"On podnosi mydło z podłogi."
Translation:He is picking up the soap from the floor.
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Only the first option, it's hard to podnieść=pick up liquid from the floor ;) I guess this sentence was supposed to have this possible humorous interpretation. A bar of soap is "kostka mydła", so here - kostkę mydła.
The latter will probably be "On wyciera/zmywa mydło z podłogi" (wyciera - the floor is being made dry; zmywa - the floor is being made clean).
This gets into the idiosyncrasies between the language. How one would express a concept in different languages is frequently entirely different. Some of these translations are hard to get right without any visual context at all.
Take for example this simple one: PL: Ile masz lat? EN (literal): How many years do you have? EN (correct interpretation): How old are you?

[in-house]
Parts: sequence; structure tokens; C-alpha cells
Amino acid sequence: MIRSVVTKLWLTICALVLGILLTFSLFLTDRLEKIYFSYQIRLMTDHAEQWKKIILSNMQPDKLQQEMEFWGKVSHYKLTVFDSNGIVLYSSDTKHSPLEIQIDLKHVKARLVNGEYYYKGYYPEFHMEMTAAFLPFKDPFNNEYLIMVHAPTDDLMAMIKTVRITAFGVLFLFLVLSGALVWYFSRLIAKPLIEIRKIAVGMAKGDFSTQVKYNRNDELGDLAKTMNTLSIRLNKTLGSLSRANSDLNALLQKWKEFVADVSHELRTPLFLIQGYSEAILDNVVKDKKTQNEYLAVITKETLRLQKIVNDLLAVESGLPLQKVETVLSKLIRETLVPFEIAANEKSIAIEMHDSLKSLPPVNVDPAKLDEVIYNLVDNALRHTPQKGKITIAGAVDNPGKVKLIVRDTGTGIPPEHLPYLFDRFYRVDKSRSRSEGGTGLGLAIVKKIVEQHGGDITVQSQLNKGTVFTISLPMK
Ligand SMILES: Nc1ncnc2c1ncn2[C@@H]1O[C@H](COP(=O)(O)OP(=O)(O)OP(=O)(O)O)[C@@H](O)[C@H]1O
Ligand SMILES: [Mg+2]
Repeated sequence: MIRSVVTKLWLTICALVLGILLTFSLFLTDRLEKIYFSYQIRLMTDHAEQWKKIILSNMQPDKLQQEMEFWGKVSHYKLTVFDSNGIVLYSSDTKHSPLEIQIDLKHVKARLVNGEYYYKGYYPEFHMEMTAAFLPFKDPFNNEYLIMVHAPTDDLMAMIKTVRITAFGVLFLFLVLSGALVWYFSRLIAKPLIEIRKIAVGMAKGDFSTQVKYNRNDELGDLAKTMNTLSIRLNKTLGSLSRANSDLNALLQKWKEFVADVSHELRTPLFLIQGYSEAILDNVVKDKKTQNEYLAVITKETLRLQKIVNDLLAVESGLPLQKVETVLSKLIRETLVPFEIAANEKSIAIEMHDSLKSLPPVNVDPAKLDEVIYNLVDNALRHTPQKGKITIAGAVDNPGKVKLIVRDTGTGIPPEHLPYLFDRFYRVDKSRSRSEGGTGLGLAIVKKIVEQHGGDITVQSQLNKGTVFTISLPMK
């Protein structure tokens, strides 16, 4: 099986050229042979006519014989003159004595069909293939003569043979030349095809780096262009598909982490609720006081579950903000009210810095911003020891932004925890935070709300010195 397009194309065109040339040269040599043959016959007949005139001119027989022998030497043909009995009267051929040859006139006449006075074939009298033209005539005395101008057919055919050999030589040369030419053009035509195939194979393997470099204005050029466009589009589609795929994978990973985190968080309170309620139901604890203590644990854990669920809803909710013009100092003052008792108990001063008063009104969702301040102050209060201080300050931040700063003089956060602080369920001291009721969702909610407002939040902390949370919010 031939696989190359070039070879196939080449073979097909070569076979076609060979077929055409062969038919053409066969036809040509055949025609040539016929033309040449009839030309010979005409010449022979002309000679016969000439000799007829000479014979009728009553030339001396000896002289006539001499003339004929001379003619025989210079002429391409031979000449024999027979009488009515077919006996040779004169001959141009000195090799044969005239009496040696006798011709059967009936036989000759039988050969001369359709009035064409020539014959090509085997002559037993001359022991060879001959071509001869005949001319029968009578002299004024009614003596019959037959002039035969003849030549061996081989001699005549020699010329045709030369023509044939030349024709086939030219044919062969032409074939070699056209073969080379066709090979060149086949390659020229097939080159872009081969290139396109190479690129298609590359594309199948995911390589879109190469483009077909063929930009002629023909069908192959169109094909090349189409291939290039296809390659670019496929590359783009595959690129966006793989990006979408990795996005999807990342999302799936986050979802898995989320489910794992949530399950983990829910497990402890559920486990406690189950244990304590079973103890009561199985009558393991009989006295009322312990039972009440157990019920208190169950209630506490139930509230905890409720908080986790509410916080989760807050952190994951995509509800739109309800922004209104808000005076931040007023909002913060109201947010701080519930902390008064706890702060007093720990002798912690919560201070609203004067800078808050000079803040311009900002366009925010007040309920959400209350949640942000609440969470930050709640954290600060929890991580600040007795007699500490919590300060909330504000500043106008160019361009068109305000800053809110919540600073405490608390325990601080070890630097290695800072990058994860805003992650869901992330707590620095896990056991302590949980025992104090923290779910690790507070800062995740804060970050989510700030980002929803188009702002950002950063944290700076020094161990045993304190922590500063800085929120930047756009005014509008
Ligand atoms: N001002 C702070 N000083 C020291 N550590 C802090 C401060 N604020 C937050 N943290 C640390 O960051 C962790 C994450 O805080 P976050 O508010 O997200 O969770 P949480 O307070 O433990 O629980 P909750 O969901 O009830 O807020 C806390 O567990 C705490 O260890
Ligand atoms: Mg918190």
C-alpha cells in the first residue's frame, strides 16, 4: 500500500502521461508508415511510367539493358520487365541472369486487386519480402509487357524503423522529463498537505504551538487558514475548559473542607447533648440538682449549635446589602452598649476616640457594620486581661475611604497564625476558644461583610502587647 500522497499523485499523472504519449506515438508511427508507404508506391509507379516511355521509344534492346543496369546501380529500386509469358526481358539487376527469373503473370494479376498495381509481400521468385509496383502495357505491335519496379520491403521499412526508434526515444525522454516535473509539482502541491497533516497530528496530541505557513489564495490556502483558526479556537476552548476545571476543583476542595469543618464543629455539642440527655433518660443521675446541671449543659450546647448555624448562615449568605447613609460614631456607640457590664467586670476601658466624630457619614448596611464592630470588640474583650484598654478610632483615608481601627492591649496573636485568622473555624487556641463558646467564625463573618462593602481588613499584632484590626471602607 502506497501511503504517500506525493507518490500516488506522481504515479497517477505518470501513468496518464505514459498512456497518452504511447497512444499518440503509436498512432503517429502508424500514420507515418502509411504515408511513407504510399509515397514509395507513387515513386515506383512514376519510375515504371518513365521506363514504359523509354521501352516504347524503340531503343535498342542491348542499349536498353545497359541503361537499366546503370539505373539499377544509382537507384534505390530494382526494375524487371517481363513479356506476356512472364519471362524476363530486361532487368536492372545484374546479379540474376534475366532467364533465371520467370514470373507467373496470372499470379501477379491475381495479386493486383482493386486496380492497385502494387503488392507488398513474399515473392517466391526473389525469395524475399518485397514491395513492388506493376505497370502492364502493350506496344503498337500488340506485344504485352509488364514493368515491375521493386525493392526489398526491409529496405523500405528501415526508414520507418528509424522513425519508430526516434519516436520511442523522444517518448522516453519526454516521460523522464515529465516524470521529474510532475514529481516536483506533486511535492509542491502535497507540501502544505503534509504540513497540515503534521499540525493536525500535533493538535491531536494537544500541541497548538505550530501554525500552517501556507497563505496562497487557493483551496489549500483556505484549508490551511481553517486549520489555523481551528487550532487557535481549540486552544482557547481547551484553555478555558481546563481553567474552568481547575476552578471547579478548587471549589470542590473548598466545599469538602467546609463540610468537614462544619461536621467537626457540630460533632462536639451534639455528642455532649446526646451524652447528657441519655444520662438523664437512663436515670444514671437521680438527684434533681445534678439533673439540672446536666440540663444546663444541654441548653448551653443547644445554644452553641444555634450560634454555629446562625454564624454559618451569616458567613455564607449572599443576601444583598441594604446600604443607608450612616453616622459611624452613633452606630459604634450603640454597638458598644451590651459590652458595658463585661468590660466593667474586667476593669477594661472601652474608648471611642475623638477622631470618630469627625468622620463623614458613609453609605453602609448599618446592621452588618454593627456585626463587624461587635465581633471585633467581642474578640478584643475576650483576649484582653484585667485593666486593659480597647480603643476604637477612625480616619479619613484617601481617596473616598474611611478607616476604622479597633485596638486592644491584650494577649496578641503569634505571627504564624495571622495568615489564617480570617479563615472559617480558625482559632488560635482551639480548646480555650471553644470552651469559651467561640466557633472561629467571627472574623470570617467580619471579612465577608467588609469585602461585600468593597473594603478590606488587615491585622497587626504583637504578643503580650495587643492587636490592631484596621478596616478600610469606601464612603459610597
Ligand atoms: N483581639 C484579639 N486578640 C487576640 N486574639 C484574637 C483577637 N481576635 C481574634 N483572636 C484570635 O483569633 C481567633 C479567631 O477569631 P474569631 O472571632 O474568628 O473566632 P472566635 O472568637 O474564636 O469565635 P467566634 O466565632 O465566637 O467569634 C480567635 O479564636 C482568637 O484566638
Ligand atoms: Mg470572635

If you asked an American with no foreign language experience (because, in Spanish, for example, the same sentence is 'quantos anos tienes', which is exactly the same form as PL), 'How many years do you have?' They would look at you quizzically and assume you might be referring to years of professional experience.
In some cases "z=with", but not in general. Prepositions do not translate that easily between languages even when everything else does.
- ze mną - with me
- (śmiejesz się) ze mnie - (you are laughing) out of me
- z Polski - from Poland
- (większość) z nich - (the majority) of them
- Zabierz nogi ze stołu - Take your feet off the table.
and that's not a complete list.